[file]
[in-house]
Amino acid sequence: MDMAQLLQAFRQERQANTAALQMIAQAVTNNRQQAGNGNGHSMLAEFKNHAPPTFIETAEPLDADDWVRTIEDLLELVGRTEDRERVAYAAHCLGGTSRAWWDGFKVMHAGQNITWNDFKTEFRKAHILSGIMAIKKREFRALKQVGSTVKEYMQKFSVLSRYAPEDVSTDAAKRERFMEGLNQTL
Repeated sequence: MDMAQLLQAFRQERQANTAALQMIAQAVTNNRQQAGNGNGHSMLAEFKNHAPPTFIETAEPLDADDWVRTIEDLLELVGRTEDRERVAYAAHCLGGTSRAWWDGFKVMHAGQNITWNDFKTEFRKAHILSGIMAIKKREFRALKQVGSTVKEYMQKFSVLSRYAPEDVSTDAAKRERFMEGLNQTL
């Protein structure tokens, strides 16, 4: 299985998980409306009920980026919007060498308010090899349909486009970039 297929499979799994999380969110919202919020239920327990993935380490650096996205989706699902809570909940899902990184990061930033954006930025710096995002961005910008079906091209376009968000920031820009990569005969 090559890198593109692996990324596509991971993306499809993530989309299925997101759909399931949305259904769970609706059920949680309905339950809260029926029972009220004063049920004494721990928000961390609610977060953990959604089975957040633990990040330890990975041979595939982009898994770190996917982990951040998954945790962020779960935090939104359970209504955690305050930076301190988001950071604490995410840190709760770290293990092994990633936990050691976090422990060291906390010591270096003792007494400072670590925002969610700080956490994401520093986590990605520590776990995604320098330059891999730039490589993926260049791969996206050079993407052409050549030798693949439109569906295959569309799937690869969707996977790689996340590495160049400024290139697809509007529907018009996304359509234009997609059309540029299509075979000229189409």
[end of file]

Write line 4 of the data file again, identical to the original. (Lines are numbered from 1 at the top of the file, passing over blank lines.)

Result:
């Protein structure tokens, strides 16, 4: 299985998980409306009920980026919007060498308010090899349909486009970039 297929499979799994999380969110919202919020239920327990993935380490650096996205989706699902809570909940899902990184990061930033954006930025710096995002961005910008079906091209376009968000920031820009990569005969 090559890198593109692996990324596509991971993306499809993530989309299925997101759909399931949305259904769970609706059920949680309905339950809260029926029972009220004063049920004494721990928000961390609610977060953990959604089975957040633990990040330890990975041979595939982009898994770190996917982990951040998954945790962020779960935090939104359970209504955690305050930076301190988001950071604490995410840190709760770290293990092994990633936990050691976090422990060291906390010591270096003792007494400072670590925002969610700080956490994401520093986590990605520590776990995604320098330059891999730039490589993926260049791969996206050079993407052409050549030798693949439109569906295959569309799937690869969707996977790689996340590495160049400024290139697809509007529907018009996304359509234009997609059309540029299509075979000229189409």